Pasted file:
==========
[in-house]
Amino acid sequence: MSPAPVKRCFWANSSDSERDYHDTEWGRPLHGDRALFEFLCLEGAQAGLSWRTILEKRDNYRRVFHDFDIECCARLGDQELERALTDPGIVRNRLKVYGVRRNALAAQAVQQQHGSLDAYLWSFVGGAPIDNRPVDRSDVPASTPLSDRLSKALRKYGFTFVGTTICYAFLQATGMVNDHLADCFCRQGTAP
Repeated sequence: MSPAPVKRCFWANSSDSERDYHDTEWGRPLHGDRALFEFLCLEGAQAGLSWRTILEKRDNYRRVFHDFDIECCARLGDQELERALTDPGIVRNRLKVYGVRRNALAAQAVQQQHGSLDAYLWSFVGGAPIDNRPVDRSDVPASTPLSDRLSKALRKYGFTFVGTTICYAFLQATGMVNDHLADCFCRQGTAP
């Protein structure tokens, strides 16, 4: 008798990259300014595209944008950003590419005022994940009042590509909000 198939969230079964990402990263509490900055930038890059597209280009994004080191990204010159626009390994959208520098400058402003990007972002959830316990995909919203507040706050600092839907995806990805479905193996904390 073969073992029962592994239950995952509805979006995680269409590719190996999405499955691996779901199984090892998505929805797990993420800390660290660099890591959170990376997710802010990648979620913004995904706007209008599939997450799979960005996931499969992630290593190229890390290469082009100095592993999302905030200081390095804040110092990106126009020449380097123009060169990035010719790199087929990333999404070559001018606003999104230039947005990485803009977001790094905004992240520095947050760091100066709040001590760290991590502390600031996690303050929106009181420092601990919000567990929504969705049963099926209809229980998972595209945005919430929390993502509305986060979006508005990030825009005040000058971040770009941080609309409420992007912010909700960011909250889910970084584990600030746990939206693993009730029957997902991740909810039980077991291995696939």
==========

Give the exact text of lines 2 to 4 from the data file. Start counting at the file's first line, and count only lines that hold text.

Amino acid sequence: MSPAPVKRCFWANSSDSERDYHDTEWGRPLHGDRALFEFLCLEGAQAGLSWRTILEKRDNYRRVFHDFDIECCARLGDQELERALTDPGIVRNRLKVYGVRRNALAAQAVQQQHGSLDAYLWSFVGGAPIDNRPVDRSDVPASTPLSDRLSKALRKYGFTFVGTTICYAFLQATGMVNDHLADCFCRQGTAP
Repeated sequence: MSPAPVKRCFWANSSDSERDYHDTEWGRPLHGDRALFEFLCLEGAQAGLSWRTILEKRDNYRRVFHDFDIECCARLGDQELERALTDPGIVRNRLKVYGVRRNALAAQAVQQQHGSLDAYLWSFVGGAPIDNRPVDRSDVPASTPLSDRLSKALRKYGFTFVGTTICYAFLQATGMVNDHLADCFCRQGTAP
């Protein structure tokens, strides 16, 4: 008798990259300014595209944008950003590419005022994940009042590509909000 198939969230079964990402990263509490900055930038890059597209280009994004080191990204010159626009390994959208520098400058402003990007972002959830316990995909919203507040706050600092839907995806990805479905193996904390 073969073992029962592994239950995952509805979006995680269409590719190996999405499955691996779901199984090892998505929805797990993420800390660290660099890591959170990376997710802010990648979620913004995904706007209008599939997450799979960005996931499969992630290593190229890390290469082009100095592993999302905030200081390095804040110092990106126009020449380097123009060169990035010719790199087929990333999404070559001018606003999104230039947005990485803009977001790094905004992240520095947050760091100066709040001590760290991590502390600031996690303050929106009181420092601990919000567990929504969705049963099926209809229980998972595209945005919430929390993502509305986060979006508005990030825009005040000058971040770009941080609309409420992007912010909700960011909250889910970084584990600030746990939206693993009730029957997902991740909810039980077991291995696939």